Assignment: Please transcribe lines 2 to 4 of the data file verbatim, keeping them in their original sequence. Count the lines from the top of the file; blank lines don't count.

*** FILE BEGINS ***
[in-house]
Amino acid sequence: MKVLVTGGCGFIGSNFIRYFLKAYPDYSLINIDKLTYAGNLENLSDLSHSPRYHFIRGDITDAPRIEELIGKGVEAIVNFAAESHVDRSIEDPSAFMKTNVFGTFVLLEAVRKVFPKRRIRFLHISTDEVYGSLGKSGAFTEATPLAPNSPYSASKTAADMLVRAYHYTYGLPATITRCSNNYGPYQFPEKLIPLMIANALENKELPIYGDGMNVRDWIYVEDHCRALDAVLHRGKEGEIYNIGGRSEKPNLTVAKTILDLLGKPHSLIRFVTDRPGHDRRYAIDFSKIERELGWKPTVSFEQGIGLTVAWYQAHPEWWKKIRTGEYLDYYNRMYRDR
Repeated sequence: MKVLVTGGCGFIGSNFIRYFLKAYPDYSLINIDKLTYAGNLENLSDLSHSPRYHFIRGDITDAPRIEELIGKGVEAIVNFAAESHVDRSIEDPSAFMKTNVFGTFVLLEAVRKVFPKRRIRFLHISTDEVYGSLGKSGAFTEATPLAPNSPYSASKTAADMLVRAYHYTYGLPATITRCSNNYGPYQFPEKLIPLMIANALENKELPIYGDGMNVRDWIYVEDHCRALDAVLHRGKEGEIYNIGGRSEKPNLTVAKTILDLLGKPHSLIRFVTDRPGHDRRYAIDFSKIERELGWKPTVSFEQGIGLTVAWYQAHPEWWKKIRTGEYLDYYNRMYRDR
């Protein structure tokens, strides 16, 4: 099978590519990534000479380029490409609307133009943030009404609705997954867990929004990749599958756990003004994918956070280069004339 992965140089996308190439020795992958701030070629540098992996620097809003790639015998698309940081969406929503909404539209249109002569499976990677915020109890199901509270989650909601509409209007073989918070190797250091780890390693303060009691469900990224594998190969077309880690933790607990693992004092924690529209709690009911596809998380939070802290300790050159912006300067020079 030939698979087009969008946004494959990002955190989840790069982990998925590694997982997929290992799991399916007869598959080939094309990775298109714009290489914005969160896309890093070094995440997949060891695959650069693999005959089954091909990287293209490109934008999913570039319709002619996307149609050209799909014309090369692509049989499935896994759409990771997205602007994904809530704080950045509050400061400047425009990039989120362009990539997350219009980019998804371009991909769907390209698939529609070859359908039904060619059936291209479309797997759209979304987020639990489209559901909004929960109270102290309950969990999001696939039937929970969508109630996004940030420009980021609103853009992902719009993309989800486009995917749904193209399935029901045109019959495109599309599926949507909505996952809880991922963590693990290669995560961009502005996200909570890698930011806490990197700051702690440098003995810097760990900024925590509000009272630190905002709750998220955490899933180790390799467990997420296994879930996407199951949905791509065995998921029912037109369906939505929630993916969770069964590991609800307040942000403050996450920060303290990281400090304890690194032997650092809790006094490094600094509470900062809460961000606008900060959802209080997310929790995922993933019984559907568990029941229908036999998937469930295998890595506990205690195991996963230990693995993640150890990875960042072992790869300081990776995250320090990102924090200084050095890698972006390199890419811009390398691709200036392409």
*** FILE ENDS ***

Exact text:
Amino acid sequence: MKVLVTGGCGFIGSNFIRYFLKAYPDYSLINIDKLTYAGNLENLSDLSHSPRYHFIRGDITDAPRIEELIGKGVEAIVNFAAESHVDRSIEDPSAFMKTNVFGTFVLLEAVRKVFPKRRIRFLHISTDEVYGSLGKSGAFTEATPLAPNSPYSASKTAADMLVRAYHYTYGLPATITRCSNNYGPYQFPEKLIPLMIANALENKELPIYGDGMNVRDWIYVEDHCRALDAVLHRGKEGEIYNIGGRSEKPNLTVAKTILDLLGKPHSLIRFVTDRPGHDRRYAIDFSKIERELGWKPTVSFEQGIGLTVAWYQAHPEWWKKIRTGEYLDYYNRMYRDR
Repeated sequence: MKVLVTGGCGFIGSNFIRYFLKAYPDYSLINIDKLTYAGNLENLSDLSHSPRYHFIRGDITDAPRIEELIGKGVEAIVNFAAESHVDRSIEDPSAFMKTNVFGTFVLLEAVRKVFPKRRIRFLHISTDEVYGSLGKSGAFTEATPLAPNSPYSASKTAADMLVRAYHYTYGLPATITRCSNNYGPYQFPEKLIPLMIANALENKELPIYGDGMNVRDWIYVEDHCRALDAVLHRGKEGEIYNIGGRSEKPNLTVAKTILDLLGKPHSLIRFVTDRPGHDRRYAIDFSKIERELGWKPTVSFEQGIGLTVAWYQAHPEWWKKIRTGEYLDYYNRMYRDR
């Protein structure tokens, strides 16, 4: 099978590519990534000479380029490409609307133009943030009404609705997954867990929004990749599958756990003004994918956070280069004339 992965140089996308190439020795992958701030070629540098992996620097809003790639015998698309940081969406929503909404539209249109002569499976990677915020109890199901509270989650909601509409209007073989918070190797250091780890390693303060009691469900990224594998190969077309880690933790607990693992004092924690529209709690009911596809998380939070802290300790050159912006300067020079 030939698979087009969008946004494959990002955190989840790069982990998925590694997982997929290992799991399916007869598959080939094309990775298109714009290489914005969160896309890093070094995440997949060891695959650069693999005959089954091909990287293209490109934008999913570039319709002619996307149609050209799909014309090369692509049989499935896994759409990771997205602007994904809530704080950045509050400061400047425009990039989120362009990539997350219009980019998804371009991909769907390209698939529609070859359908039904060619059936291209479309797997759209979304987020639990489209559901909004929960109270102290309950969990999001696939039937929970969508109630996004940030420009980021609103853009992902719009993309989800486009995917749904193209399935029901045109019959495109599309599926949507909505996952809880991922963590693990290669995560961009502005996200909570890698930011806490990197700051702690440098003995810097760990900024925590509000009272630190905002709750998220955490899933180790390799467990997420296994879930996407199951949905791509065995998921029912037109369906939505929630993916969770069964590991609800307040942000403050996450920060303290990281400090304890690194032997650092809790006094490094600094509470900062809460961000606008900060959802209080997310929790995922993933019984559907568990029941229908036999998937469930295998890595506990205690195991996963230990693995993640150890990875960042072992790869300081990776995250320090990102924090200084050095890698972006390199890419811009390398691709200036392409």